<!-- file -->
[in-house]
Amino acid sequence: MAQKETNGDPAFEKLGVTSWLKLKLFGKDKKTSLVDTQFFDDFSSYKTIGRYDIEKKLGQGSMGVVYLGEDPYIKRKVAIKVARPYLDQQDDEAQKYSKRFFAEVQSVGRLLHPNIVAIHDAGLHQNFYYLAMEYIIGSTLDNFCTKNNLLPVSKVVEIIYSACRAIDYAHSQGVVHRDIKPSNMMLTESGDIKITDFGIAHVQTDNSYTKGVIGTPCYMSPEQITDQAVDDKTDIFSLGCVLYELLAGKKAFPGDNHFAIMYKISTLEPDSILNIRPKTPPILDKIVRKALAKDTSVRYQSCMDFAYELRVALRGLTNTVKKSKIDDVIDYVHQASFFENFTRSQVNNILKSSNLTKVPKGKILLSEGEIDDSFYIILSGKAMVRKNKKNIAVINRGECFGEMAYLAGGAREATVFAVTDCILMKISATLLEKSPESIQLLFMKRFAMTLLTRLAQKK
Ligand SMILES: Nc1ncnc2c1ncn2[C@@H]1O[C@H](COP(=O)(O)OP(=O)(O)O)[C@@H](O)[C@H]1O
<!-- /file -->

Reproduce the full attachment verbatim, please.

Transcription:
[in-house]
Amino acid sequence: MAQKETNGDPAFEKLGVTSWLKLKLFGKDKKTSLVDTQFFDDFSSYKTIGRYDIEKKLGQGSMGVVYLGEDPYIKRKVAIKVARPYLDQQDDEAQKYSKRFFAEVQSVGRLLHPNIVAIHDAGLHQNFYYLAMEYIIGSTLDNFCTKNNLLPVSKVVEIIYSACRAIDYAHSQGVVHRDIKPSNMMLTESGDIKITDFGIAHVQTDNSYTKGVIGTPCYMSPEQITDQAVDDKTDIFSLGCVLYELLAGKKAFPGDNHFAIMYKISTLEPDSILNIRPKTPPILDKIVRKALAKDTSVRYQSCMDFAYELRVALRGLTNTVKKSKIDDVIDYVHQASFFENFTRSQVNNILKSSNLTKVPKGKILLSEGEIDDSFYIILSGKAMVRKNKKNIAVINRGECFGEMAYLAGGAREATVFAVTDCILMKISATLLEKSPESIQLLFMKRFAMTLLTRLAQKK
Ligand SMILES: Nc1ncnc2c1ncn2[C@@H]1O[C@H](COP(=O)(O)OP(=O)(O)O)[C@@H](O)[C@H]1O